Phases of the AP Year

by cv harquail on June 2, 2008

To everything, there is a season.…. this was true of your relationships with your college boyfriends, and it’s true of your relationships with APs.

4-seasons-fairies.jpg

Every AP relationship follows a predictable pattern– the anxiety of selection, the celebration of finding someone, the anticipation of her arrival, the chaos of orientation, the ease of the cruising time, and the difficulty of detaching to say goodbye. I like to break these into 4 Seasons: Before, Beginning, During, and Ending. Okay, so those labels aren’t very creative; but they’ll do for now.

It helps to remember that there are particular activities and emotions that go with each cycle. Knowing in advance what you might need to do in a certain phase of the cycle keeps you organized and more or less in charge of it. Considering in advance how you and your AP might feel during that phase helps you anticipate and work with whatever else might jump out at you.

Because it’s springtime, most HM are dealing with either the Beginning or the Ending phases- sometimes both at once if you are getting a new AP while saying goodbye to your current one. Because my neighbor MT is getting her first AP this month, and because I promised her that she and her girls will love having an AP, I want to start with advice for Beginning an AP relationship.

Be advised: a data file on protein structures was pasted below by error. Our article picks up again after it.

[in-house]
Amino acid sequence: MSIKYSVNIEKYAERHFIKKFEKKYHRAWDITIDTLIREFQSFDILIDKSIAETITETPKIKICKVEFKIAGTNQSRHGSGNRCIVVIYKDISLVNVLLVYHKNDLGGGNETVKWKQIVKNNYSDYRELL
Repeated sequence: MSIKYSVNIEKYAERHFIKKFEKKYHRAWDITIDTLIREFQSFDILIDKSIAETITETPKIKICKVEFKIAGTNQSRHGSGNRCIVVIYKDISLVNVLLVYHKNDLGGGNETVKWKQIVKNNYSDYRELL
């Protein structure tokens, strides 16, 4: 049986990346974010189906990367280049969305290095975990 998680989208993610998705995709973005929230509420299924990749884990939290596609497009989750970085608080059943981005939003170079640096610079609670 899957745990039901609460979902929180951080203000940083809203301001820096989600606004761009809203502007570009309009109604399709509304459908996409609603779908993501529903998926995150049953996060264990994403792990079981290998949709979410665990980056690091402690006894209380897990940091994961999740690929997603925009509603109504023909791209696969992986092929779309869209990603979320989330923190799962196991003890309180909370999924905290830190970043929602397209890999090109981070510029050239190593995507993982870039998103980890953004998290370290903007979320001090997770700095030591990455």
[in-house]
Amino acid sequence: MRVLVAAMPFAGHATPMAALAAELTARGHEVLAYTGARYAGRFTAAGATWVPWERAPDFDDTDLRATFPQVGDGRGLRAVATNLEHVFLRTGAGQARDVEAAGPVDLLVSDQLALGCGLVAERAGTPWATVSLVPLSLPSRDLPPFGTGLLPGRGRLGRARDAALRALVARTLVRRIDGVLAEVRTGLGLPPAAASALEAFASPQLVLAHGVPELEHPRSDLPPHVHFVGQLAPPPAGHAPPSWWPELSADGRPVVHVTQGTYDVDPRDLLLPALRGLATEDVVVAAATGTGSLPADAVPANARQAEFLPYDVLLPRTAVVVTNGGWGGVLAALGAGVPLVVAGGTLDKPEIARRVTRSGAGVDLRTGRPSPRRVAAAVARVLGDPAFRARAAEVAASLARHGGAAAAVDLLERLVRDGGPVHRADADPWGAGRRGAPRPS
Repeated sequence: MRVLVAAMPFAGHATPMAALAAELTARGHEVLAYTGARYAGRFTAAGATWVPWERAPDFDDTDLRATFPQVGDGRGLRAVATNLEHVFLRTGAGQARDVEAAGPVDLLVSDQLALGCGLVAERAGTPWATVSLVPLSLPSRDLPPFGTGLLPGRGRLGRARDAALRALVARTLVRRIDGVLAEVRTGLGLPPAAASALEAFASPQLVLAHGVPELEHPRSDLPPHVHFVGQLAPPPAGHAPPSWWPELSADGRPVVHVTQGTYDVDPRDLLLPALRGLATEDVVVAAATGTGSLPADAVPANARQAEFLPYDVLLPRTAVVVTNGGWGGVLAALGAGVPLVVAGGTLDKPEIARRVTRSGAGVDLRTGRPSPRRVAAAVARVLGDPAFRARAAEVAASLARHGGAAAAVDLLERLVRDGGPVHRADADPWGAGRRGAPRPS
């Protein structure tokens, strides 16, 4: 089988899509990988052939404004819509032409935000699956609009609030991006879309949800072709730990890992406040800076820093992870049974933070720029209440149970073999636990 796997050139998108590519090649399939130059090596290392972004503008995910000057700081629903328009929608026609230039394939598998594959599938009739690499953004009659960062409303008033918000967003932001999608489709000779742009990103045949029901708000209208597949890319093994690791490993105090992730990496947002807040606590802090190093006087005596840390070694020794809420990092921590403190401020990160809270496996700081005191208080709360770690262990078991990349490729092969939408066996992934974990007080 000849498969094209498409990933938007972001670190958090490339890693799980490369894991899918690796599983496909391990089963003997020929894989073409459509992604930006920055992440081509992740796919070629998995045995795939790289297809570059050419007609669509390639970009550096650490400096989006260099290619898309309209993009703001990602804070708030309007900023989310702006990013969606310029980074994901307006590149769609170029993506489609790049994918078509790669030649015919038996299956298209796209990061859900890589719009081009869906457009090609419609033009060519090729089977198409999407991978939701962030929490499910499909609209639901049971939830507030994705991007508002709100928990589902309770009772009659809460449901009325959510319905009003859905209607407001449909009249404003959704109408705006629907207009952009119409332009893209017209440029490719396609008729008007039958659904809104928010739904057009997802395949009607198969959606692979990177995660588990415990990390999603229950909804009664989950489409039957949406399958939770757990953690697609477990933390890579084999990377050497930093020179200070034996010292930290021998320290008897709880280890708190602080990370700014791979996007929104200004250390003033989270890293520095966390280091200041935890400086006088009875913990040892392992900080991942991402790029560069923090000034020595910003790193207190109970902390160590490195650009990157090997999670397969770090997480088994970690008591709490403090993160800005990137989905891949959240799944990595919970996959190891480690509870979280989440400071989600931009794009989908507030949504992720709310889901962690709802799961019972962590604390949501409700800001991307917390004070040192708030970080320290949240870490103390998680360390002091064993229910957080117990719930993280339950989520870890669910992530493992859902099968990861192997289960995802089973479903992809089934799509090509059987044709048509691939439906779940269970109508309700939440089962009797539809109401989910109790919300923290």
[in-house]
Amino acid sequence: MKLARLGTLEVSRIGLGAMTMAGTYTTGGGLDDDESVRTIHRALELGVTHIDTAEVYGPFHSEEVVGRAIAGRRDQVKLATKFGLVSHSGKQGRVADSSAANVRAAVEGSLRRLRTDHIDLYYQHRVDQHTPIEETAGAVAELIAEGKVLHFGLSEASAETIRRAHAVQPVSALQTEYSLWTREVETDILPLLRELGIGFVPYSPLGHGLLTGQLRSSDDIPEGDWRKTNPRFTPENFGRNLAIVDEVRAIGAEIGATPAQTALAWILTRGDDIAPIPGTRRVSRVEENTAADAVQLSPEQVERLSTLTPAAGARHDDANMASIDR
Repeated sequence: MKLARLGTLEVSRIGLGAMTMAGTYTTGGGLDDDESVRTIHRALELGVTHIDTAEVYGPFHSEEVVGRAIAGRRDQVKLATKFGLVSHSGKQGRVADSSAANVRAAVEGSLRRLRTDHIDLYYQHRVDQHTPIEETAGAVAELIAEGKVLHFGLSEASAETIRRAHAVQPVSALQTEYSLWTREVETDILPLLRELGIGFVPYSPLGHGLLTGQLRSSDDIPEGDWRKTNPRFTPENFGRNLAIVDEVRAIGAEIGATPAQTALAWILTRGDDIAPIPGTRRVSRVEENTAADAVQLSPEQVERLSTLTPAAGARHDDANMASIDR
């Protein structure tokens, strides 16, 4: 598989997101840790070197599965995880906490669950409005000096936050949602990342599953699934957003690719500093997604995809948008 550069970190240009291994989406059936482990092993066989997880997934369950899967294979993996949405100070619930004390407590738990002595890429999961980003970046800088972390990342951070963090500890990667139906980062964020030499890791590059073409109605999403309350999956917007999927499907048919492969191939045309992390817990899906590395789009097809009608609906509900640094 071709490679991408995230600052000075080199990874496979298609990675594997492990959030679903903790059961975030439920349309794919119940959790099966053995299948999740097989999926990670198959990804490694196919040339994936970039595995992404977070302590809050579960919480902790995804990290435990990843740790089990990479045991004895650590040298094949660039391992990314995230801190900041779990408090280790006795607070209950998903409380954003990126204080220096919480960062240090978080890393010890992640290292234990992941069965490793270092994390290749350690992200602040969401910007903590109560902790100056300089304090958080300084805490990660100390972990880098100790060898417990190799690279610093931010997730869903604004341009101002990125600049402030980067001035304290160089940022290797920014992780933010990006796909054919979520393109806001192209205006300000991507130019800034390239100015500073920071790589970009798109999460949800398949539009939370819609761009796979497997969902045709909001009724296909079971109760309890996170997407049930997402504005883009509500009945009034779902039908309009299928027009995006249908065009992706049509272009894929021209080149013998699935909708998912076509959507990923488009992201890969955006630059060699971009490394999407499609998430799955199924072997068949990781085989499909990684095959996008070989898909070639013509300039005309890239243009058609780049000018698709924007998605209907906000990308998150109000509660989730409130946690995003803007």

Technically, the Beginning is actually a little too late for thinking about how to ‘start’ your AP-HM relationship– you’ve already set a lot of it in motion in the ways that you selected your AP. Still, the Beginning is when you still have a relatively blank slate; you can make this relationship great.

The Beginning phase covers the first 4 or 5 weeks of your AP’s year. It includes these challenges/tasks:

  1. Welcoming your AP
  2. Orienting your AP
  3. Training your AP

Welcome, Au Pair, Advice, Phases, Year, scroll

Each of the challenges in The Beginning have their own specific events attached to them. If we start with Welcoming your AP, this includes

  • — Sending her a ‘just before you leave home’ email
  • — Sending her a package at Agency Orientation (at the hotel)
  • — Calling her at the Orientation hotel
  • — Greeting her at the airport, train station or orientation site
  • — Bringing her to your town/ house
  • — Having her room ready